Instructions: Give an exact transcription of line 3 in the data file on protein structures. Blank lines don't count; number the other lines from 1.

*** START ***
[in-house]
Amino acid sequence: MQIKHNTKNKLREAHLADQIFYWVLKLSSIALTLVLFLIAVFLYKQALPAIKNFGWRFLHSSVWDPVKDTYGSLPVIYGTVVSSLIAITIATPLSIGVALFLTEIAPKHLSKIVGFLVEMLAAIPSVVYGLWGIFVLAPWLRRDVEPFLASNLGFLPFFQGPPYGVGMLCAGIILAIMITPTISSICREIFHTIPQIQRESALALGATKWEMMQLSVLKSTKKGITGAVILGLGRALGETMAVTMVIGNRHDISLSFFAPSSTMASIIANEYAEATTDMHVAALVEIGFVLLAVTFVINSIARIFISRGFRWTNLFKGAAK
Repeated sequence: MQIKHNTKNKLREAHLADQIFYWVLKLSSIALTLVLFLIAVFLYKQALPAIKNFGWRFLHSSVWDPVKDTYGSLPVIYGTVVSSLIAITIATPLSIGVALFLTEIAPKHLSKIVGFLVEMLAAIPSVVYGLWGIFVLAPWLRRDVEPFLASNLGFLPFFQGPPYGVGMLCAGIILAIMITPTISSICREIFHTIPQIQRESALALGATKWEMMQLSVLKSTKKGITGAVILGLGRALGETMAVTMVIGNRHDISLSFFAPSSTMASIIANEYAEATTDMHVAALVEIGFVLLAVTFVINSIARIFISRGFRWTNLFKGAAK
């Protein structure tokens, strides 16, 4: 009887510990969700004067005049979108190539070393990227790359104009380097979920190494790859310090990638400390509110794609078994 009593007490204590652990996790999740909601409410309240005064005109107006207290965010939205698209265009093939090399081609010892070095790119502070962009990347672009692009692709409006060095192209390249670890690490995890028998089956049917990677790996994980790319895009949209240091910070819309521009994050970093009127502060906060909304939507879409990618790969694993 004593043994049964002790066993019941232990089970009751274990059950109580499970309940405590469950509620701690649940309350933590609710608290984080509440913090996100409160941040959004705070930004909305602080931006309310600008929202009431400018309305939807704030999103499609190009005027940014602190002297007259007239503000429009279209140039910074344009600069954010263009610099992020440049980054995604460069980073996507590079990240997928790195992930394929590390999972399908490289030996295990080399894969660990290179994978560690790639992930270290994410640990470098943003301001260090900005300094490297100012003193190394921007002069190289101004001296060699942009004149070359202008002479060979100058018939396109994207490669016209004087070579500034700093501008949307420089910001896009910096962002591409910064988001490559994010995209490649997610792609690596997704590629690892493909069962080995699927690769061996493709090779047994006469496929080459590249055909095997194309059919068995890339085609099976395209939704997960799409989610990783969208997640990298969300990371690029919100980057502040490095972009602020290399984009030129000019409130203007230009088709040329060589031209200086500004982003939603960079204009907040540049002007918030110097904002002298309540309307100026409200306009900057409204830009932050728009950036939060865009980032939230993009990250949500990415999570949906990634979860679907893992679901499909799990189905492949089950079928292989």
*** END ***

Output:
Repeated sequence: MQIKHNTKNKLREAHLADQIFYWVLKLSSIALTLVLFLIAVFLYKQALPAIKNFGWRFLHSSVWDPVKDTYGSLPVIYGTVVSSLIAITIATPLSIGVALFLTEIAPKHLSKIVGFLVEMLAAIPSVVYGLWGIFVLAPWLRRDVEPFLASNLGFLPFFQGPPYGVGMLCAGIILAIMITPTISSICREIFHTIPQIQRESALALGATKWEMMQLSVLKSTKKGITGAVILGLGRALGETMAVTMVIGNRHDISLSFFAPSSTMASIIANEYAEATTDMHVAALVEIGFVLLAVTFVINSIARIFISRGFRWTNLFKGAAK